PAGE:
Report Number: CS-TR-83-994
Institution: Stanford University, Department of Computer Science
Title: Sorting by recursive partitioning
Author: Chapiro, Daniel M.
Date: December 1983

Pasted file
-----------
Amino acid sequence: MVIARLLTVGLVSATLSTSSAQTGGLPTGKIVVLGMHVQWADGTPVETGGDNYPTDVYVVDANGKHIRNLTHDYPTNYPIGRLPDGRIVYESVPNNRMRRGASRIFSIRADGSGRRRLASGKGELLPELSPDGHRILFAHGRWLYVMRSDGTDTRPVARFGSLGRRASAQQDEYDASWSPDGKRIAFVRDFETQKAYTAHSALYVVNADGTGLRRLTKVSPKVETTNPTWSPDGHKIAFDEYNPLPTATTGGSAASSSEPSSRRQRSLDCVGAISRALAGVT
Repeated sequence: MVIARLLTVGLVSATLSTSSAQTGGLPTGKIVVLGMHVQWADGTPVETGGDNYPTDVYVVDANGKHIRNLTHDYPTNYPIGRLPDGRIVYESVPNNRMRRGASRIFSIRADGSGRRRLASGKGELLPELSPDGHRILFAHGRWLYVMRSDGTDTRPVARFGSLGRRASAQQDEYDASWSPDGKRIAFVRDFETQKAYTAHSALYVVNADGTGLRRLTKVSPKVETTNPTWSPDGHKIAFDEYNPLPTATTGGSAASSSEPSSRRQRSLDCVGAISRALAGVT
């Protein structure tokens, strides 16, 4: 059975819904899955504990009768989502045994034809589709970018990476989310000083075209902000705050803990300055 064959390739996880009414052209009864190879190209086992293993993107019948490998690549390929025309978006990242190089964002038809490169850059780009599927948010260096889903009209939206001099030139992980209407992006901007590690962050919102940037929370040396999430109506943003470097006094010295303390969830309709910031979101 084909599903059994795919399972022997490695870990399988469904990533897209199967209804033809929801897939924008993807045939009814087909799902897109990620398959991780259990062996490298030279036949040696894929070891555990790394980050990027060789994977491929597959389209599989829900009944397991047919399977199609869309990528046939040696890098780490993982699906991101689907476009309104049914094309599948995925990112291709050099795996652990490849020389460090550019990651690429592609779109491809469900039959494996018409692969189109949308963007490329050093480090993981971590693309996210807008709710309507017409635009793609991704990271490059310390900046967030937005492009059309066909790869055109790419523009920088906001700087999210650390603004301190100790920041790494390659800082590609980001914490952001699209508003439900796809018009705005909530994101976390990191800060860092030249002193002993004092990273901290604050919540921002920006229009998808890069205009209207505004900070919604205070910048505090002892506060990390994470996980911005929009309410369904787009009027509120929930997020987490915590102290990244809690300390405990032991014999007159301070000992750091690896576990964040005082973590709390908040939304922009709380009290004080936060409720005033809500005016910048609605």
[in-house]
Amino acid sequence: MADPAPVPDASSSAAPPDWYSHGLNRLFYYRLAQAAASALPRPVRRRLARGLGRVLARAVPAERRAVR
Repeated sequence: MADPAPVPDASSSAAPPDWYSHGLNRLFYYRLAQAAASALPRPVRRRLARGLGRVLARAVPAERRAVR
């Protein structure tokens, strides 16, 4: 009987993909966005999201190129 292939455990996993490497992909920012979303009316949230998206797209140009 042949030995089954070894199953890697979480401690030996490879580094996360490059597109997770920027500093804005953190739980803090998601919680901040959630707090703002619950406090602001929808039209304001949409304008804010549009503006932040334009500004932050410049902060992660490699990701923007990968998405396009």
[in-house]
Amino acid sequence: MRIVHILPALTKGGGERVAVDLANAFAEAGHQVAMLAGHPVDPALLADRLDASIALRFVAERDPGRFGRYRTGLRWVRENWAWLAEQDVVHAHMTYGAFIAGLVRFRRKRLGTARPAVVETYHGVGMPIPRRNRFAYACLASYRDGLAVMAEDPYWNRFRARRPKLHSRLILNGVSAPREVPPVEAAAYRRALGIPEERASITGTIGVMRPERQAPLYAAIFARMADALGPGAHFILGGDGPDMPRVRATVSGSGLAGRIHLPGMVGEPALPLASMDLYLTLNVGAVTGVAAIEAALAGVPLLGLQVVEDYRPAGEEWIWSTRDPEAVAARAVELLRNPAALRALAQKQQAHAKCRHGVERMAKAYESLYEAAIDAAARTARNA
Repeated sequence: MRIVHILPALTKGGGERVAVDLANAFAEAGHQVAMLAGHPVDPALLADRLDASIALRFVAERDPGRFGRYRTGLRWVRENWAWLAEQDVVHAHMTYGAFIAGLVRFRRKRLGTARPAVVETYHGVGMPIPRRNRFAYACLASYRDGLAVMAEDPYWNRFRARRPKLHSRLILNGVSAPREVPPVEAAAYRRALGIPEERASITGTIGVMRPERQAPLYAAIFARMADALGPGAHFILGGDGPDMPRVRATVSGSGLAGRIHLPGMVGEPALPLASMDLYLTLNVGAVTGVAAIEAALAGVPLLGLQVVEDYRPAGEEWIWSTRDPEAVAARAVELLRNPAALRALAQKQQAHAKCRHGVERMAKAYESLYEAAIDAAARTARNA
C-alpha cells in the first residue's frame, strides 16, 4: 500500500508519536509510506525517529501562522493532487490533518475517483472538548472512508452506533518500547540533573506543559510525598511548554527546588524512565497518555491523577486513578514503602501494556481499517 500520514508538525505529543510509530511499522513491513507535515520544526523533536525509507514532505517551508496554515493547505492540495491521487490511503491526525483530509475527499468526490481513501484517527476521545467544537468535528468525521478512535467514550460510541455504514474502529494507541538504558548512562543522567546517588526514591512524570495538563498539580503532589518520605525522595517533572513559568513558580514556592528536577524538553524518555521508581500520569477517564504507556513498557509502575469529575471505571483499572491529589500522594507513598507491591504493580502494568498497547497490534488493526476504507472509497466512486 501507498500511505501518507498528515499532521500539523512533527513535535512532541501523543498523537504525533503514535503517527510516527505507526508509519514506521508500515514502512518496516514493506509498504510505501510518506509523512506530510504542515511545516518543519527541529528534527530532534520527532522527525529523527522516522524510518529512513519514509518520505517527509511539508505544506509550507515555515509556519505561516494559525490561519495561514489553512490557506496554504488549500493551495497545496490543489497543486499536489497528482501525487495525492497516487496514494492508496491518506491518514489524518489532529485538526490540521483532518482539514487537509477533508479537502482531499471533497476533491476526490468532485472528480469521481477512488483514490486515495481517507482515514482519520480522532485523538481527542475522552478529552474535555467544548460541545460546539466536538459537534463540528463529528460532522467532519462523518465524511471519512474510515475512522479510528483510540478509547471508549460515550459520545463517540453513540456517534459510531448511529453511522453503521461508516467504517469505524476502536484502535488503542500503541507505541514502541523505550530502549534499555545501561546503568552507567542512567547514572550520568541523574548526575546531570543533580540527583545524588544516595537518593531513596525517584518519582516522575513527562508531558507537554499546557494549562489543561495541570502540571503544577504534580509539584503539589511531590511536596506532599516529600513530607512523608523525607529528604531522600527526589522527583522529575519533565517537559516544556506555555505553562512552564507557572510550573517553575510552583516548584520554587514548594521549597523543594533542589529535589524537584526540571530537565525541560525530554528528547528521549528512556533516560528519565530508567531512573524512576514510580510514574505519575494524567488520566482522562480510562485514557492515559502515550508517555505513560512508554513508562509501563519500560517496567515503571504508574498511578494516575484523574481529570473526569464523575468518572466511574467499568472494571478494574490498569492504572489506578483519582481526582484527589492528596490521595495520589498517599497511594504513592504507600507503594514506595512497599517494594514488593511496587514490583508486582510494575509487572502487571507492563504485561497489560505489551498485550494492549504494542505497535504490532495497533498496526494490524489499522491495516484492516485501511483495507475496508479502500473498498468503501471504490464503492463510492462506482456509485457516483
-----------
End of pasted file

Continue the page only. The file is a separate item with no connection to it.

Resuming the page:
Abstract: We present a new O(n lg lg n) time sort algorithm that is more robust than O(n) distribution sorting algorithms. The algorithm uses a recursive partition-concatenate approach, partitioning each set into a variable number of subsets using information gathered dynamically during execution. Sequences are partitioned using statistical information computed during the sort for each sequence. Space complexity is O(n) and is independent from the order and distributlon of the data. lf the data is originally in a list, only O($\sqrt{n}$) extra space is necessary. The algorithm is insensitive to the initial ordering of the data, and it is much less sensitive to the distribution of the values of the sorting keys than distribution sorting algorithms. Its worst-case time is O(n lg lg n) across all distributions that satisfy a new "fractalness" criterion. This condition, which is sufficient but not necessary, is satisfied by any set with bounded length keys and bounded repetition of each key. If this condition is not satisfied, its worst case performance degrades gracefully to O(n lg n). In practice, this occurs when the density of the distribution over $\Omega$(n) of the keys is a fractal curve (for sets of numbers whose values are bounded), or when the distribution has very heavy tails with arbitrarily long keys (for sets of numbers whose precision is bounded). In some preliminary tests, it was faster than Quicksort for sets of more than 150 elements. The algorithm is practical, works basically "in place", can be easily implemented and is particularly well suited both for parallel processing and for external sorting.